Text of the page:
Pink Sapphire Filled with Bismuth-Based Glass
Recently, GIA’s Bangkok laboratory received a 2.77 ct light pink sapphire (figure 1) for an identification report. The sample was a semi-transparent cabochon with natural inclusion features: silk needles and particles, twinned planes, and thin films. Also observed throughout the stone were numerous gas bubbles of various shapes and sizes that were trapped along surface-reaching fractures and cavities (figure 2). These indicate the presence of glass filling. However, no flash effect was evident in the filled fractures. The stone’s refractive index of 1.76 and UV fluorescence reaction (medium red to long-wave and weak red to short-wave) were consistent with corundum. Its specific gravity of 3.87 was lower than that of corundum and possibly a result of the filler. Due to the sapphire’s very light color, its visible-range absorption spectrum was difficult to observe.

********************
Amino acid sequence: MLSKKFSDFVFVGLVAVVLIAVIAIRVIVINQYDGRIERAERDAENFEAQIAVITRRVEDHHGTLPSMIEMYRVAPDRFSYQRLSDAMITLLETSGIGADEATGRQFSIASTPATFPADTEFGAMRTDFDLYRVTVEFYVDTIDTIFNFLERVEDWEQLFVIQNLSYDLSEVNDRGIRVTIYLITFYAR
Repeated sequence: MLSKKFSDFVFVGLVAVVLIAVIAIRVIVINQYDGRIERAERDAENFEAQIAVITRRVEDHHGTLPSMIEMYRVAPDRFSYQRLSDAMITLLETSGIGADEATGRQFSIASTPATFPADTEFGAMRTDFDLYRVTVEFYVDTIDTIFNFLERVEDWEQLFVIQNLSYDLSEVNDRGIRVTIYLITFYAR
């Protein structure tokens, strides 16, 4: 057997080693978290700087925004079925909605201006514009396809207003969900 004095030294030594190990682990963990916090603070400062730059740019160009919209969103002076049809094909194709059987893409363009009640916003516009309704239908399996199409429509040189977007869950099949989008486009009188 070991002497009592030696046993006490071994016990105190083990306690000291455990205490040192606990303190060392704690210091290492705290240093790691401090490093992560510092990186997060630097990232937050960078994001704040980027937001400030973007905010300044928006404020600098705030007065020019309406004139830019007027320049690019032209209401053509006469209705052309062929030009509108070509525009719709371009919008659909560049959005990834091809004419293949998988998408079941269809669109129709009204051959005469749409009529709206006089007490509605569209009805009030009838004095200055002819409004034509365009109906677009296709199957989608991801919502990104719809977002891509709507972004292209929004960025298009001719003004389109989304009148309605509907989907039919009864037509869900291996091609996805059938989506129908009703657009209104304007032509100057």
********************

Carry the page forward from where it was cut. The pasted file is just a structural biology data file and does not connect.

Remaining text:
Qualitative chemical analysis using energy-dispersive X-ray fluorescence (EDXRF) spectroscopy showed the presence of bismuth in addition to the expected Al, Cr, Fe, and Ga. No lead was detected in the sample, even with the aid of the thick palladium filter. The chemical composition of the filler indicated that the stone had undergone fracture filling using bismuth-based glass (“Ruby treatments – revisited, with Mozambique’s perspective,” Lab Information Circular, Gem Testing Laboratory, Vol. 63, December 2011). Due to the large difference in refractive indices between the bismuth-based glass filled area and the surrounding corundum, this treatment was easier to visually detect than lead-glass filling (figure 3).
Fracture filling with lead glass and non-lead glass has been widely used in low-grade ruby (S.F. McClure et al., “Identification and durability of lead glass–filled rubies,” Spring 2006 G&G, pp. 22–34). Pink sapphires such as this 2.77 ct stone are less commonly encountered in the laboratory for examination and identification.